I have this layout for the same reasons you mentioned. No need for running wiring on the outside. The output tubes should ideally be as close as possible to the OT b/c it is in the plate to OT primary wiring you have potential transmission of unwanted signal. I have the output tubes in the rear of the chassis, behind the preamp section which is placed on the front of the chassis near the input. Never had any problems even with 4-stage high gain preamps.
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    according to morgan jones in building valve amps the ot should never be in the middle anyway. that's pretty much the worst place for it.
    What is the reason given for this?

    I would think that what is the best or worst location would vary somewhat depending on the rest of the layout.

  11. #11
    Noodle of Reality Steve Conner's Avatar
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    I've got a copy of the book, and I don't remember reading that in it. Just the usual about how it should be kept far away from the PT, rotated through 90 degrees, etc.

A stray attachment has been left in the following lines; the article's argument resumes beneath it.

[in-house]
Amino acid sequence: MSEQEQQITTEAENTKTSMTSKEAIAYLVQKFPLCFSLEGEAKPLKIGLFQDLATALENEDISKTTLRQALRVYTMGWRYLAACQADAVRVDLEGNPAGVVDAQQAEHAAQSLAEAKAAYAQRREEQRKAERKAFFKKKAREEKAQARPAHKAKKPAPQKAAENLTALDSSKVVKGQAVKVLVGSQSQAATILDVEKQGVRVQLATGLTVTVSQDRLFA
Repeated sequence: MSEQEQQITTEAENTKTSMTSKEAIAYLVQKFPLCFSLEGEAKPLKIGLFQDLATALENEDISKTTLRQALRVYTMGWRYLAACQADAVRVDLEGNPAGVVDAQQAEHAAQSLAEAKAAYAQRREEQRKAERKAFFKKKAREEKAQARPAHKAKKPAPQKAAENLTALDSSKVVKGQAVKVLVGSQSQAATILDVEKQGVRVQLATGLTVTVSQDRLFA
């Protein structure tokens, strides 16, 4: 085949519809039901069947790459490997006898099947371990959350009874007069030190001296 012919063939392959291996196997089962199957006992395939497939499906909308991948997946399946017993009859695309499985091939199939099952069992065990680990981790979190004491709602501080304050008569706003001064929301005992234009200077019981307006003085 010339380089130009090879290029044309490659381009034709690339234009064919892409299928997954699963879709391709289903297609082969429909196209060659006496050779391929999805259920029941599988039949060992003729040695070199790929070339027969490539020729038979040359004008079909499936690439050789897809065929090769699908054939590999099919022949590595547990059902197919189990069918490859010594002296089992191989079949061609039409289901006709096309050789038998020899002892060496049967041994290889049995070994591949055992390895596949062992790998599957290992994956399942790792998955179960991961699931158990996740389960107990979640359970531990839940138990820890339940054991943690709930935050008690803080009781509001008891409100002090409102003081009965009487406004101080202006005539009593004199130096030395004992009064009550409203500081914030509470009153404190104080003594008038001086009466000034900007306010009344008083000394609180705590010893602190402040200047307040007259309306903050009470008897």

"Enzo, I see that you replied parasitic oscillations. Is that a hypothesis? Or is that your amazing metal band I should check out?"

  12. #12
    Senior Member Wilder Amplification's Avatar
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    Yep...was already planning on the perpendicular orientation of the OT relative to the PT. Sounds like many have done it a variety of different ways with no issues which is good news.

    I've also thought about twisting the primary and secondary wires (each twisted with their own only) to cancel any potential EMI into adjacent circuitry as well. In theory this should help as well (at least that's what my brain is telling me but I could be wrong).
    Jon Wilder
    Wilder Amplification

    Quote Originally Posted by m-fine
    I don't know about you, but I find it a LOT easier to change a capacitor than to actually learn how to play well
    Quote Originally Posted by JoeM
    I doubt if any of my favorite players even own a soldering iron.

  13. #13
    Supporting Member Chuck H's Avatar
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    Quote Originally Posted by Wilder Amplification View Post